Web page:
FreeBSD + Freeradius2 + EAP-TLS + ssl-admin, a WPA2 Enterprise Guide.

Background:

For years I’ve wanted to implement WPA2 Enterprise security for my home wireless network. For years I made slipshod attempts to do so, something typically would go wrong with the configuration/install and I never could source down what I broke or what was not working. Two months ago I decided I was going to make a full bore attempt. I finally found the right combination of software and configuration to get this running. I have also found several great blog posts describing the methods they used to get EAP-TLS working and roughly the commands used to get there. I have had a similar experience but not exact as others, which is why I’m writing this guide; to add to the collective knowledge/experience of this process using FOSS.

I’d also like to preface this by saying this post reflects my current understanding of the subjects below which mostly correlates with fact but are subject to error.

 

What is this post about?

This guide is written to help implement WPA2 Enterprise over a wireless network using only the most secure EAP protocol (EAP-TLS) for authentication. This is accomplished by using FreeBSD as a RADIUS server for 802.1X utilizing only EAP-TLS for verification. This guide doesn’t go into depth on how to secure and harden the FreeBSD machine much further, just enough to get freeradius2 using self-signed X.509 certificates configured and running.

This guide will also briefly touch on the wireless Access Point {AP} setup as an Authenticator and client (aka Supplicant in 802.1X terminology) setup on Apple OS X and Android.

 

What is Extensible Authentication Protocol – Transport Layer Security {EAP-TLS}?

EAP-TLS is a method of authentication where both sides verify each other’s identities through X.509 certificates; password are only used to access private certificate keys locally and not used directly between the Supplicant and Authentication Server. EAP-TLS is used to authenticate for 802.1X to grant or deny access to a network, such is the case here on a wireless network. 802.1X can also restrict access to a wired LAN but isn’t discuss in this guide beyond this sentence.

In the case of WPA2 PSK {Pre-Shared-Key} aka WPA2 Personal, the access point {AP} asks the wireless client for identification in the form of a password. The conversation goes something like:

The Naive Client: “I’m looking for ‘YourHomeWiFiSSID‘ is that access point in range?

The Incorrect Home AP: “I’m ‘YourHomeWiFiSSID

The Naive Client: “Cool, I’d like to connect. Here is the Pairwise Transient Key.

The Incorrect Home AP: “Sorry, I get a different hash. You must think I’m a different AP with the same name.

What is concerning about this, is the Pairwise Transient Key {PTK}, which is the session key, contains the hashes of the AP SSID, password, two sets of random numbers, and the MAC addresses of the client and AP. After collecting enough PTKs you can derive the Pairwise Master Key {PMK} from deducing the portion that contains the MAC addresses and random numbers. From there it is a simple matter of brute-forcing aka computational guessing to discover the pre-shared key aka the plain text password.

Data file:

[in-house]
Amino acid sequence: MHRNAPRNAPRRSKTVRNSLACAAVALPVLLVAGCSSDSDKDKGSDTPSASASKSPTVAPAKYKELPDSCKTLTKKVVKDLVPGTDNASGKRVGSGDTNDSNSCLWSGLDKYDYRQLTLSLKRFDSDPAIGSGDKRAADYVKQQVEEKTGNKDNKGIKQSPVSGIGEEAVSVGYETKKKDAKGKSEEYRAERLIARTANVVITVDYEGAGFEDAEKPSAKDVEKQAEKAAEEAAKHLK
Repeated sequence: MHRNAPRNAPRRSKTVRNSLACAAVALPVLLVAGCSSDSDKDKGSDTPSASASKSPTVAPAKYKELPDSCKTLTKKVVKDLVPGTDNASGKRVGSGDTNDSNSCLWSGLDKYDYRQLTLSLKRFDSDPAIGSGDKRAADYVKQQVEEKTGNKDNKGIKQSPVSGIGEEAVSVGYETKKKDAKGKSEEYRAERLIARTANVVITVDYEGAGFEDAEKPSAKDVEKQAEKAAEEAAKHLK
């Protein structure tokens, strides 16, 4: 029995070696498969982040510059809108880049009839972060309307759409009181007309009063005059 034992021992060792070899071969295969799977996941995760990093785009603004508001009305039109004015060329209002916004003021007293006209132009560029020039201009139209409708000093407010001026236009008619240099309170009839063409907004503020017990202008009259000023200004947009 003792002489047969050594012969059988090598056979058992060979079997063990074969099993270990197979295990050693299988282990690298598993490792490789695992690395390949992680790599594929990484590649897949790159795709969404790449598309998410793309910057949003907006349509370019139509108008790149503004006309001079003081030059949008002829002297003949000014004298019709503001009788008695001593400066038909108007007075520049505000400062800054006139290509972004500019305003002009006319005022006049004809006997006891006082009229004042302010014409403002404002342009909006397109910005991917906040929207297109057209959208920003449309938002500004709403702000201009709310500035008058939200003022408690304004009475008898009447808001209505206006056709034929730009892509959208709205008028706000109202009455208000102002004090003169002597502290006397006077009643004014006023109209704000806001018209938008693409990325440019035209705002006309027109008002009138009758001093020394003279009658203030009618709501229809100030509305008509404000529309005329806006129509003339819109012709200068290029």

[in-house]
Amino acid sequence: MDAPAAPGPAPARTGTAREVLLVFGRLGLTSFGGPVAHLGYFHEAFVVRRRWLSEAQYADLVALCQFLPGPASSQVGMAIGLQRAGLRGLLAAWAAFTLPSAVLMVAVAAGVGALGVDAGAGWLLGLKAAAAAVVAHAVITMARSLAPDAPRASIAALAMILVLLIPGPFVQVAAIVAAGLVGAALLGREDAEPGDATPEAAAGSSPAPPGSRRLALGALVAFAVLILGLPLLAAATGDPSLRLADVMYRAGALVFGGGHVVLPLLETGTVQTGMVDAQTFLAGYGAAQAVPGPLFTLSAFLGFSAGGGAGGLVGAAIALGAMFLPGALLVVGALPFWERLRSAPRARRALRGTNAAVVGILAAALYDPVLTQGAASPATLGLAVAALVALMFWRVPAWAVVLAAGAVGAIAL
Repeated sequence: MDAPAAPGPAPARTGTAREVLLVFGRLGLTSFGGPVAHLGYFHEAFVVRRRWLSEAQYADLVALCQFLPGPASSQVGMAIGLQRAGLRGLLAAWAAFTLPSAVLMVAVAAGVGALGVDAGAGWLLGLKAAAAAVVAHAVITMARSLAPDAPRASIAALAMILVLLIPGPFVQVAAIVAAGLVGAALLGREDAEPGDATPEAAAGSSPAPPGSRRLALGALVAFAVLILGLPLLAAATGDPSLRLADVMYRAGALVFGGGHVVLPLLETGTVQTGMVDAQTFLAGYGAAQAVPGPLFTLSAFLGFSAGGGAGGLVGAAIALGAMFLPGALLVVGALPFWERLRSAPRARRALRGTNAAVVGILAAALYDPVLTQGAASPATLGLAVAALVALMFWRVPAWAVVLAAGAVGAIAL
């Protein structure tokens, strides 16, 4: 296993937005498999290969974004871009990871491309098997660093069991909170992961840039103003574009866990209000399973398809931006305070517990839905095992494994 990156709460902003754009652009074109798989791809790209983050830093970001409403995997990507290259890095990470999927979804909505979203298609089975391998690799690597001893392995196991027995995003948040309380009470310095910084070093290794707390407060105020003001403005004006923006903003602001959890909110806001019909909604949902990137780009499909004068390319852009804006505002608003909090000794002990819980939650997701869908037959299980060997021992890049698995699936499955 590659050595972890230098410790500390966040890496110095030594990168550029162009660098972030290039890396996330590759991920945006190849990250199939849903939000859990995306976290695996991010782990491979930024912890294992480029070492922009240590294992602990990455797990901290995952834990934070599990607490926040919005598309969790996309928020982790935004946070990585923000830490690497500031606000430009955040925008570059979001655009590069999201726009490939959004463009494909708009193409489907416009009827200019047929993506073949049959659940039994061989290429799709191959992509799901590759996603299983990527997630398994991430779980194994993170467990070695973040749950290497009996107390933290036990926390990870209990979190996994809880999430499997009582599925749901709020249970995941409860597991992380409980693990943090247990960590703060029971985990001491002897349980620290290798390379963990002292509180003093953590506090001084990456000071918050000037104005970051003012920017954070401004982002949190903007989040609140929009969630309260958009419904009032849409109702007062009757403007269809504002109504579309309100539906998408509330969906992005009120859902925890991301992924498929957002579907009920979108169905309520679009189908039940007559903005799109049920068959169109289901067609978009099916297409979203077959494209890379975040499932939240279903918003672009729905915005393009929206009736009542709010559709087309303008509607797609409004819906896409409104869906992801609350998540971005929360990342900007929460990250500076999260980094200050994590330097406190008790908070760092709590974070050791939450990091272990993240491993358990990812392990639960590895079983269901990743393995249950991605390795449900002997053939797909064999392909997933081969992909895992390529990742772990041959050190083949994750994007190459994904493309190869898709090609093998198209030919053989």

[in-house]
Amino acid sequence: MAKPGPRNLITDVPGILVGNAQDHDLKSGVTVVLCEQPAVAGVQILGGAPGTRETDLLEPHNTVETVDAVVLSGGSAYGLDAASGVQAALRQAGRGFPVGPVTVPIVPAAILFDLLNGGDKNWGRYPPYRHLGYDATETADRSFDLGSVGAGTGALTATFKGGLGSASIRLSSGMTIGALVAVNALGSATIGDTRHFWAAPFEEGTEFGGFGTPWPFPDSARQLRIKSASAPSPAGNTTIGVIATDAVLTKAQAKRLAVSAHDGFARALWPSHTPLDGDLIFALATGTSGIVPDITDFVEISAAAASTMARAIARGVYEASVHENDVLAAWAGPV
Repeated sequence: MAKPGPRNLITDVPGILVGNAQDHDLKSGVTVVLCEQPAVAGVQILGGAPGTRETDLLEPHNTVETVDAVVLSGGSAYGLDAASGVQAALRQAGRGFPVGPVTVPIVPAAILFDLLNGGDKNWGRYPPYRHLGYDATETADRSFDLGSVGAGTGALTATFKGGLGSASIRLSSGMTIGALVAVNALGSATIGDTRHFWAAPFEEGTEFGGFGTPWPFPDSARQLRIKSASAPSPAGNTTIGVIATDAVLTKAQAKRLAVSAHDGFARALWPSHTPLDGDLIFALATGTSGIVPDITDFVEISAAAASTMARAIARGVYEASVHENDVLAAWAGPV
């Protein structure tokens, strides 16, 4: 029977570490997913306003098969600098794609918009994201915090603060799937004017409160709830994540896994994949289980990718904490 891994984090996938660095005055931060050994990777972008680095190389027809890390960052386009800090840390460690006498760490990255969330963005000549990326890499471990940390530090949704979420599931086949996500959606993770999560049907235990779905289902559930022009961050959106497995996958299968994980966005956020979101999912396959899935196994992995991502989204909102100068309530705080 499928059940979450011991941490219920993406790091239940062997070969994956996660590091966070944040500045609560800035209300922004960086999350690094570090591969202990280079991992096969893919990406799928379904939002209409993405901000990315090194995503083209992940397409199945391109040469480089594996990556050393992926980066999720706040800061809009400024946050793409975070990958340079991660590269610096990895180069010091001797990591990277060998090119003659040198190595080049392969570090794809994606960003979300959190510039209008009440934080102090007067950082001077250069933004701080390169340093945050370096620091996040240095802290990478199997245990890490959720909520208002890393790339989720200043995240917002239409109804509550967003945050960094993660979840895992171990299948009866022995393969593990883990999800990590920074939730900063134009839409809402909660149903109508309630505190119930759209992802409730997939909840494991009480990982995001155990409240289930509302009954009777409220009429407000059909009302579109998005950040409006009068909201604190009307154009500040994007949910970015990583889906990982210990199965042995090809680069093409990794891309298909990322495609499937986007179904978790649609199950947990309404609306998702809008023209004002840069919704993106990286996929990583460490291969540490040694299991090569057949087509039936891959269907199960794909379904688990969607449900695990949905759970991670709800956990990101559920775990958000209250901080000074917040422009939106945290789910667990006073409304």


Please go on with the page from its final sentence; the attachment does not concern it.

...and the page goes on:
There are many ways to obtain the clear text password from the Pairwise Master Key. The PMK can be brute forced with a dictionary attack, or cracked against a rainbow table, or uploaded to the cloud to be cracked using a pay-for-use-password-cracking-cloud-service. There are some hacking techniques used to utilize functions built into the 802.11 standard to harvest more Pairwise Transient Keys quicker than can be done naturally by just listening to a Wifi conversation. Such techniques inject a DEAUTHENTICATION packet into the stream which is a legitimate 802.11 command, but intended when a client is closing the connection. At this point a different Pairwise Transient Key will be transmitted on reconnect. This reconnection will enviably happen because the actual client did not want to end the connection, a malicious person poising as the client sent that packet. Here is a good explanation of the WPA/2-PSK opening transaction.

With EAP-TLS the conversation is different, both sides verify each others identification in the form of certificates that use asymmetric encryption to pass data to each other. The EAP-TLS conversation with goes something like this:

The Suspicious Client: “I’m looking for ‘YourHomeWiFiSSID‘”

The Frank AP: ”I’m ‘YourHomeWiFiSSID

The Suspicious Client: “I’d like you to prove it. Tell Strict Barney the Authentication Server that Suspicious_Client wants to connect using EAP-TLS.

Strick Barney The Authentication Server: “Here’s my server certificate. It’s signed by our Certificate Authority {CA}. Send all future messages encrypted with my public key that’s attached.